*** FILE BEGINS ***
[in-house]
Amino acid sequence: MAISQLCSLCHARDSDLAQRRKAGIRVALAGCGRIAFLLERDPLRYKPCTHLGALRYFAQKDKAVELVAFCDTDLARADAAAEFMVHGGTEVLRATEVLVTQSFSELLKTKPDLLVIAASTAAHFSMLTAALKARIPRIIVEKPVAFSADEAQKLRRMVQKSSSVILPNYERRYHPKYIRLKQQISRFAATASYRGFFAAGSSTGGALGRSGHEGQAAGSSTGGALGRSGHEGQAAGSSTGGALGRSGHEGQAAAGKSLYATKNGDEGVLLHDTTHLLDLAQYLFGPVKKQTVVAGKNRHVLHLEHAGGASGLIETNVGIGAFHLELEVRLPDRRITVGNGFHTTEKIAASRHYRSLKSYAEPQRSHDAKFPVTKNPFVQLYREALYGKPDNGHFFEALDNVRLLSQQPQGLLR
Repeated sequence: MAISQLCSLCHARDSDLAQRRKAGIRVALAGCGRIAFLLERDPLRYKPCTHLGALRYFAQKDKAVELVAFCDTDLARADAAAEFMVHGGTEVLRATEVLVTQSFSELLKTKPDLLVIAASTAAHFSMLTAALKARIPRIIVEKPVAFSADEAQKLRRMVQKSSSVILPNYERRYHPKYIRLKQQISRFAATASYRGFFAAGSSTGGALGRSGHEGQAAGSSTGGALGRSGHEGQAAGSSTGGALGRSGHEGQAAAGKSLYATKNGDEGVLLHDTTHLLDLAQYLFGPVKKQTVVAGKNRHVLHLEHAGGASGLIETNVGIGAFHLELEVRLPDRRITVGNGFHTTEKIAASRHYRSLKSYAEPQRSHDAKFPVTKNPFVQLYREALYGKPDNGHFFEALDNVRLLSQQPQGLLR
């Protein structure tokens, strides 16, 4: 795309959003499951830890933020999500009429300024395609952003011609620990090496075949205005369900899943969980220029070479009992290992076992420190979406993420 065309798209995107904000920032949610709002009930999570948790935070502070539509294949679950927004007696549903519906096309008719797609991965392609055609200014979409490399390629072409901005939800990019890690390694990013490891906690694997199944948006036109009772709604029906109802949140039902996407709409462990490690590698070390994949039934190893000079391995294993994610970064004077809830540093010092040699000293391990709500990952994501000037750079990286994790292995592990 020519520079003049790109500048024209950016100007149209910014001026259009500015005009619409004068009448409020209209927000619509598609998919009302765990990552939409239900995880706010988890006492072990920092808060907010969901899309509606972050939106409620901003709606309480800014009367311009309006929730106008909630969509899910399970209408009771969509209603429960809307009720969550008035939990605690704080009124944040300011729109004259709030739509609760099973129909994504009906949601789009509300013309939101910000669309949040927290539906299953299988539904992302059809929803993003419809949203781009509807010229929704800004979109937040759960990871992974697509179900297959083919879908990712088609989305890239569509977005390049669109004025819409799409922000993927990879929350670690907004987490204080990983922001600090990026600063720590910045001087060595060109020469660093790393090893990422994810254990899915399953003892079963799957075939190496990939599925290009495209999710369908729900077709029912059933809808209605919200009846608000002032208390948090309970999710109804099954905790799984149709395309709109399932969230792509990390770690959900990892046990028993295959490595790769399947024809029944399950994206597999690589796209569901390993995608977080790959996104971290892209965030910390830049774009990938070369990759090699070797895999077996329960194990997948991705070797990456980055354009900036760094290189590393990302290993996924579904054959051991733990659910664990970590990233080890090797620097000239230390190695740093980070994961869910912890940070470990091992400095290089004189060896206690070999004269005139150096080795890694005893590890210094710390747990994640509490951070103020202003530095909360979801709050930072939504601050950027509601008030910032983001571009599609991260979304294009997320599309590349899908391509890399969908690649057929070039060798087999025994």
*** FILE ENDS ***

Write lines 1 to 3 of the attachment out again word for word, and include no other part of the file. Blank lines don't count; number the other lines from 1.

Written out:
[in-house]
Amino acid sequence: MAISQLCSLCHARDSDLAQRRKAGIRVALAGCGRIAFLLERDPLRYKPCTHLGALRYFAQKDKAVELVAFCDTDLARADAAAEFMVHGGTEVLRATEVLVTQSFSELLKTKPDLLVIAASTAAHFSMLTAALKARIPRIIVEKPVAFSADEAQKLRRMVQKSSSVILPNYERRYHPKYIRLKQQISRFAATASYRGFFAAGSSTGGALGRSGHEGQAAGSSTGGALGRSGHEGQAAGSSTGGALGRSGHEGQAAAGKSLYATKNGDEGVLLHDTTHLLDLAQYLFGPVKKQTVVAGKNRHVLHLEHAGGASGLIETNVGIGAFHLELEVRLPDRRITVGNGFHTTEKIAASRHYRSLKSYAEPQRSHDAKFPVTKNPFVQLYREALYGKPDNGHFFEALDNVRLLSQQPQGLLR
Repeated sequence: MAISQLCSLCHARDSDLAQRRKAGIRVALAGCGRIAFLLERDPLRYKPCTHLGALRYFAQKDKAVELVAFCDTDLARADAAAEFMVHGGTEVLRATEVLVTQSFSELLKTKPDLLVIAASTAAHFSMLTAALKARIPRIIVEKPVAFSADEAQKLRRMVQKSSSVILPNYERRYHPKYIRLKQQISRFAATASYRGFFAAGSSTGGALGRSGHEGQAAGSSTGGALGRSGHEGQAAGSSTGGALGRSGHEGQAAAGKSLYATKNGDEGVLLHDTTHLLDLAQYLFGPVKKQTVVAGKNRHVLHLEHAGGASGLIETNVGIGAFHLELEVRLPDRRITVGNGFHTTEKIAASRHYRSLKSYAEPQRSHDAKFPVTKNPFVQLYREALYGKPDNGHFFEALDNVRLLSQQPQGLLR